E-SenSS is a manual on CD-ROM designed to assist highway engineers, restoration ecologists, watershed hydrologists, biologists, and soil conservationists in designing projects that restore stream and river systems. The CD includes typical design drawings, construction and installation specifications, and photos of sample projects. Categories of techniques include river training, bank armor and protection, riparian buffer and stream corridor opportunities, and slope stabilization.
Among the projects the Watershed Institute is working on is one to help a municipality in the Kansas City area that is trying to restore fish habitat in an urban stream. "Usually it's a stabilization or water-quality project, so this is unique to us, Balch notes. Another project involves getting more than 8 miles of a river system stabilized to increase the fisheries and improve the stream conditions.
Balch says the software is "one of the best collections of methods and helps assist in that goal of stabilizing streambanks and restoring streams". It can even be applied to wetlands in some bioengineering aspects of planting, live staking, and the vegetative field grids. It prompts him to consider what erosion control practices may be applicable in a given situation. He also has used AutoCAD diagrams provided by Salix, tweaking them for his own use.
Balch finds E-SenSS user-friendly. "If you load it onto a laptop, you can take it anywhere you want," he says. "It's all on one disc, so it's very portable. I usually use it in the office more than in the field. I will survey an area and return to the office, get the CAD drawings, and start looking at a design. "
Balch says instead of rewriting everything every time, he uses the software to put together a contractor packet that indicates how erosion control should be installed and how it should look.
"I'm a visual person, so if someone tries to explain something to me, I think, 'What the heck are they talking about?' But I can look at something on paper and say, 'That makes sense.' I relate to others that way—I like to show them a drawing, a diagram or design detail, rather than try to explain it to them."
Balch says the software has saved him a great deal of time on a few projects because he didn't have to start from scratch. "I've been in this business for 15 years, so a lot of things I do, I don't even think about," he says. "But a couple of times where the client has wanted a different approach or structuring, John McCullah of Salix put together a disc for me. It's a great collection of practices and methodologies to get a job done and has been a great reference from that standpoint."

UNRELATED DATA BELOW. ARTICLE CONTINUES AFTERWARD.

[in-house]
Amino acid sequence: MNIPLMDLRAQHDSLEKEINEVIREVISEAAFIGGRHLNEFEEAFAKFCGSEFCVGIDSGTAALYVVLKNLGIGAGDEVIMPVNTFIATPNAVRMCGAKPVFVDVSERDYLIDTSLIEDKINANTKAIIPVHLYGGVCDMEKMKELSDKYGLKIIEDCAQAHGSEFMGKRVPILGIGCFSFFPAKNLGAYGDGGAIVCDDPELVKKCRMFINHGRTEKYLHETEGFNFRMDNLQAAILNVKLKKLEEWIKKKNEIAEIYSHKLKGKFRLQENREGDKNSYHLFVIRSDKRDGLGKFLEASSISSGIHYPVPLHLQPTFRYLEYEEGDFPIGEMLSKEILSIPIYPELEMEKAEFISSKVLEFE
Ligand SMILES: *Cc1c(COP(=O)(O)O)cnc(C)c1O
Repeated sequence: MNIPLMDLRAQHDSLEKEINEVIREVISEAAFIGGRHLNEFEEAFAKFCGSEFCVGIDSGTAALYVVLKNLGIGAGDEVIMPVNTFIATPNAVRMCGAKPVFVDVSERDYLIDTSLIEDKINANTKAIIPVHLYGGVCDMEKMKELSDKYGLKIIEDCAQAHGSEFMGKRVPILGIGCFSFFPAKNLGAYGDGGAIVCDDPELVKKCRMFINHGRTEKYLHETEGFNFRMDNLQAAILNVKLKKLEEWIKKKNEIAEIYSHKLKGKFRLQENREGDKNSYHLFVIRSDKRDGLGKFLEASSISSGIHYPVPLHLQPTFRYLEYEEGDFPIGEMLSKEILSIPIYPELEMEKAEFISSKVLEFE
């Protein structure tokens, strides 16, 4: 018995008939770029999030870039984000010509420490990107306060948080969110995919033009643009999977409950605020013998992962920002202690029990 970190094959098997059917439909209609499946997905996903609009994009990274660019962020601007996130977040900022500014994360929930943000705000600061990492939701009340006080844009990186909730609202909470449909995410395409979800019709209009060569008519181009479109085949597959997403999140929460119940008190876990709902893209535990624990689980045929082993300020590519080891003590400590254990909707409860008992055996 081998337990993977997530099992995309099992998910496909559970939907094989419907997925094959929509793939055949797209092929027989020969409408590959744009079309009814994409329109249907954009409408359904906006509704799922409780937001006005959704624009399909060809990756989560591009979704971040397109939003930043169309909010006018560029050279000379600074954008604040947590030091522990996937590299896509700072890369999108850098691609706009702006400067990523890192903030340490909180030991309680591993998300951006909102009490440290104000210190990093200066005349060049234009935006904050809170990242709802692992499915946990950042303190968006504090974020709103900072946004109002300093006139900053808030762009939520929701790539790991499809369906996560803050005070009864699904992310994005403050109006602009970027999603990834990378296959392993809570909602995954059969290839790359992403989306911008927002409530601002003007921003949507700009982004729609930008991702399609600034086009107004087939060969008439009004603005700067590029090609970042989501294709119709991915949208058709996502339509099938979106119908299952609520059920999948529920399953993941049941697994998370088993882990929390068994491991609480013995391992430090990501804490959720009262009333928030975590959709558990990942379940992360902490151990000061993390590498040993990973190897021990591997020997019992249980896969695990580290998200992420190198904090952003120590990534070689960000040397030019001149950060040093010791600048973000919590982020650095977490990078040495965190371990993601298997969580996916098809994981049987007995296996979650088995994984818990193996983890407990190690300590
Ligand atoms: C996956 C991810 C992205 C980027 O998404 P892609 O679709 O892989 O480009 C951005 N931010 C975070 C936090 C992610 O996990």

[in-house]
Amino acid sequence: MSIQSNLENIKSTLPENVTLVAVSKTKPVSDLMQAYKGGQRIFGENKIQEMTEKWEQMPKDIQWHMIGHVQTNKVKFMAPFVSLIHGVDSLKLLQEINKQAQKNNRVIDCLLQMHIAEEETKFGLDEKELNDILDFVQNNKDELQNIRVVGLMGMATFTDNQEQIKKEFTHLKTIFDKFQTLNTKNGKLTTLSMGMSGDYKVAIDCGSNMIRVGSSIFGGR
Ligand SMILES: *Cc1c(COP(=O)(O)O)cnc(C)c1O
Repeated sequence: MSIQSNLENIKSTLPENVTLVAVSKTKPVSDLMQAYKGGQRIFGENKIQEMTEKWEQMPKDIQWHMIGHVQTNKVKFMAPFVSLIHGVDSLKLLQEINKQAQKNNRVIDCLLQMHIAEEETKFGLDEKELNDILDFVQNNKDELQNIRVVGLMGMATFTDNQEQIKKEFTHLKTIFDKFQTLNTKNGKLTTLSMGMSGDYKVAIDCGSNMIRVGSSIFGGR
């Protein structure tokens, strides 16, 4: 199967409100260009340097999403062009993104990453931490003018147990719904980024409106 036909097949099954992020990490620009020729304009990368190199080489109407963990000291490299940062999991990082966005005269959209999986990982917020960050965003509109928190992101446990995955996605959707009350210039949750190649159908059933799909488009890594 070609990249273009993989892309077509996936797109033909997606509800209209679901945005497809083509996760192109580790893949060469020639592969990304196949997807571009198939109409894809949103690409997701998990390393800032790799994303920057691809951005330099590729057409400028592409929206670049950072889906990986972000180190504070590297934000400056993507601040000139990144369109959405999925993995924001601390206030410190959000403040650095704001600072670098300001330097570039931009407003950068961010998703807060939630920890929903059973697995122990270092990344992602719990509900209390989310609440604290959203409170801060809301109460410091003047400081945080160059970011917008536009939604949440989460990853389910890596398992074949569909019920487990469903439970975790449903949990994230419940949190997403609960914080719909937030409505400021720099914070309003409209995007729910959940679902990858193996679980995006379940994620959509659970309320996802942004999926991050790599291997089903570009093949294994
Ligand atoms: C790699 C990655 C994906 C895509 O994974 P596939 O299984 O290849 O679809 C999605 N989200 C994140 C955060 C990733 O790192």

Software is "another tool in our toolbox," says Mike Van Gilder, P.E., CPESC, CPSWQ. He works with Cooper Engineering in Rice Lake, WI, and uses software from American Excelsior Co. in Arlington, TX, for erosion control projects. As a project manager, he splits his time equally between development and municipal projects. He uses ErosionWorks Online software for rainfall and channel analysis and design.
"In general, the software allows us to quantify channel flow, for example. If you are looking at a channel flow situation, you can quantify the sheer stresses you are looking at and from there select an appropriate erosion control product," he says. "The information we get is valuable from a general design parameter. It also makes recommendations from their specific line of products that would be acceptable."
Van Gilder describes a typical application: On a new rural subdivision, the roadways are usually flanked with ditches, and his company will analyze the length of slope at a ditch grade to recommend whether or not one product will withstand the shear stresses or if he needs to bump it up to something sturdier.
Mike Hammitt is a civil engineer technician working for the Natural Resources Conservation Service in Ohio. He uses Eagle Point software from Dubuque, IA, for the designing of wet dikes, wetlands, watershed dams, and many aspects of Public Law 566 that pertain to flood prevention and the conservation, development, utilization, and disposal of water. The service also uses Autodesk software for land development.
Hammitt says the Eagle Point software is used equally for addressing runoff and storage issues. "On a normal-start job, we start with a survey using field codes that allow us to utilize line work, which the software would generate for us," Hammitt says. "For example, you shoot in a telephone box and you have that programmed so the software recognizes that it's a telephone box and you have it matched in your legend."
"It saves you time when you are putting the final drawings together. We take the survey and use it to generate models for calculating storage, earth quantities, or concrete quantities, if applicable, and then we customize the software to utilize our standards or guidelines that we like to see our work done to so it provides consistency between jobs as well as expedites them. It's more efficient."
Hammitt says one of the biggest advantages of the software is customizing it to what a company wants. "New users who come on board don't have to spend time creating a whole bunch of prototypes or templates, he says. "It's already done, so in that respect we are looking into the future so that not everybody is reinventing the wheel; they can actually use their time to do better designs. One thing the software does do for us is allow us to do better designs because we are not doing lots of number crunching. We get faster results and analyze alternatives quicker than without the software."
Journalist Carol Brzozowski writes on erosion control and technology.